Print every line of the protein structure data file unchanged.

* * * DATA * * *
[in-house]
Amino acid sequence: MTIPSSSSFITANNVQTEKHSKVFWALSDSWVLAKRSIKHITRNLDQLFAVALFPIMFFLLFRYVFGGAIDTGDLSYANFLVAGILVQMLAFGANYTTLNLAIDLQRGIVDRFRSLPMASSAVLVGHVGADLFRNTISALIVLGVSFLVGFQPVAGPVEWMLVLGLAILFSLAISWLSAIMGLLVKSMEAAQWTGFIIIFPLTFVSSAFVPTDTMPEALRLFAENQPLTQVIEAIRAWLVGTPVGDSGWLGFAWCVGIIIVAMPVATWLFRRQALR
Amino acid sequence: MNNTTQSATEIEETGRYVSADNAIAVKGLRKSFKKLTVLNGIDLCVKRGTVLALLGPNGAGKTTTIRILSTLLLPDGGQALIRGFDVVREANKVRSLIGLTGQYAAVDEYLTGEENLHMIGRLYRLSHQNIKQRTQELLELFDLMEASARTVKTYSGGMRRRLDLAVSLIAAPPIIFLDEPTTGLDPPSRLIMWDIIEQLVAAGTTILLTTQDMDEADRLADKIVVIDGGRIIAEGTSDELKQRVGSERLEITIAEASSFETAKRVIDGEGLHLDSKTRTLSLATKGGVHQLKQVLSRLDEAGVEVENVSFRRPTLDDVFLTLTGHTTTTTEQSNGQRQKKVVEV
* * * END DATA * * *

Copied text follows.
[in-house]
Amino acid sequence: MTIPSSSSFITANNVQTEKHSKVFWALSDSWVLAKRSIKHITRNLDQLFAVALFPIMFFLLFRYVFGGAIDTGDLSYANFLVAGILVQMLAFGANYTTLNLAIDLQRGIVDRFRSLPMASSAVLVGHVGADLFRNTISALIVLGVSFLVGFQPVAGPVEWMLVLGLAILFSLAISWLSAIMGLLVKSMEAAQWTGFIIIFPLTFVSSAFVPTDTMPEALRLFAENQPLTQVIEAIRAWLVGTPVGDSGWLGFAWCVGIIIVAMPVATWLFRRQALR
Amino acid sequence: MNNTTQSATEIEETGRYVSADNAIAVKGLRKSFKKLTVLNGIDLCVKRGTVLALLGPNGAGKTTTIRILSTLLLPDGGQALIRGFDVVREANKVRSLIGLTGQYAAVDEYLTGEENLHMIGRLYRLSHQNIKQRTQELLELFDLMEASARTVKTYSGGMRRRLDLAVSLIAAPPIIFLDEPTTGLDPPSRLIMWDIIEQLVAAGTTILLTTQDMDEADRLADKIVVIDGGRIIAEGTSDELKQRVGSERLEITIAEASSFETAKRVIDGEGLHLDSKTRTLSLATKGGVHQLKQVLSRLDEAGVEVENVSFRRPTLDDVFLTLTGHTTTTTEQSNGQRQKKVVEV